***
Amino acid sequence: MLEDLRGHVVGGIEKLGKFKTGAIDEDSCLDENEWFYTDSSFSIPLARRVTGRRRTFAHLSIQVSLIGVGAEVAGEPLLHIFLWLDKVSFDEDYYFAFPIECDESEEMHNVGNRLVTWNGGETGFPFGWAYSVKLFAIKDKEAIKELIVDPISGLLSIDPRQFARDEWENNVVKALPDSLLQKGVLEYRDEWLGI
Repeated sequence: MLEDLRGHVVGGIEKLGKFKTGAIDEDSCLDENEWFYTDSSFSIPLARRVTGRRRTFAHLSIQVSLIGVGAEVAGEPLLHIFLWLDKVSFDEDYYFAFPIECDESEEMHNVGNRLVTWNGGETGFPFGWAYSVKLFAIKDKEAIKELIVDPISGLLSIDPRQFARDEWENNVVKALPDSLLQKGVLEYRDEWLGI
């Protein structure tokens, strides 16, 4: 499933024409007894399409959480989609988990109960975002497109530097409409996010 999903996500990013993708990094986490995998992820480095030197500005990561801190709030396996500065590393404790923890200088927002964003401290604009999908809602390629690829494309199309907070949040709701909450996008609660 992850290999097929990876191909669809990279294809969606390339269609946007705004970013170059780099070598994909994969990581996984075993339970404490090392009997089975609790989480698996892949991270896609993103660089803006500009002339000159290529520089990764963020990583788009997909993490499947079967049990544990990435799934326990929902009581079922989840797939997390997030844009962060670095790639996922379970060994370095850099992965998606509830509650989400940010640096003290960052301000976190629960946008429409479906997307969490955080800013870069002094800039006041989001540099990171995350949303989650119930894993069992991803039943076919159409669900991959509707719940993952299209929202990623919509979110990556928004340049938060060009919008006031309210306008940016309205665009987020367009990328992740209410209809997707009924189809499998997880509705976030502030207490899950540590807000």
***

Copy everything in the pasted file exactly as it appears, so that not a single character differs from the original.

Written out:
Amino acid sequence: MLEDLRGHVVGGIEKLGKFKTGAIDEDSCLDENEWFYTDSSFSIPLARRVTGRRRTFAHLSIQVSLIGVGAEVAGEPLLHIFLWLDKVSFDEDYYFAFPIECDESEEMHNVGNRLVTWNGGETGFPFGWAYSVKLFAIKDKEAIKELIVDPISGLLSIDPRQFARDEWENNVVKALPDSLLQKGVLEYRDEWLGI
Repeated sequence: MLEDLRGHVVGGIEKLGKFKTGAIDEDSCLDENEWFYTDSSFSIPLARRVTGRRRTFAHLSIQVSLIGVGAEVAGEPLLHIFLWLDKVSFDEDYYFAFPIECDESEEMHNVGNRLVTWNGGETGFPFGWAYSVKLFAIKDKEAIKELIVDPISGLLSIDPRQFARDEWENNVVKALPDSLLQKGVLEYRDEWLGI
């Protein structure tokens, strides 16, 4: 499933024409007894399409959480989609988990109960975002497109530097409409996010 999903996500990013993708990094986490995998992820480095030197500005990561801190709030396996500065590393404790923890200088927002964003401290604009999908809602390629690829494309199309907070949040709701909450996008609660 992850290999097929990876191909669809990279294809969606390339269609946007705004970013170059780099070598994909994969990581996984075993339970404490090392009997089975609790989480698996892949991270896609993103660089803006500009002339000159290529520089990764963020990583788009997909993490499947079967049990544990990435799934326990929902009581079922989840797939997390997030844009962060670095790639996922379970060994370095850099992965998606509830509650989400940010640096003290960052301000976190629960946008429409479906997307969490955080800013870069002094800039006041989001540099990171995350949303989650119930894993069992991803039943076919159409669900991959509707719940993952299209929202990623919509979110990556928004340049938060060009919008006031309210306008940016309205665009987020367009990328992740209410209809997707009924189809499998997880509705976030502030207490899950540590807000």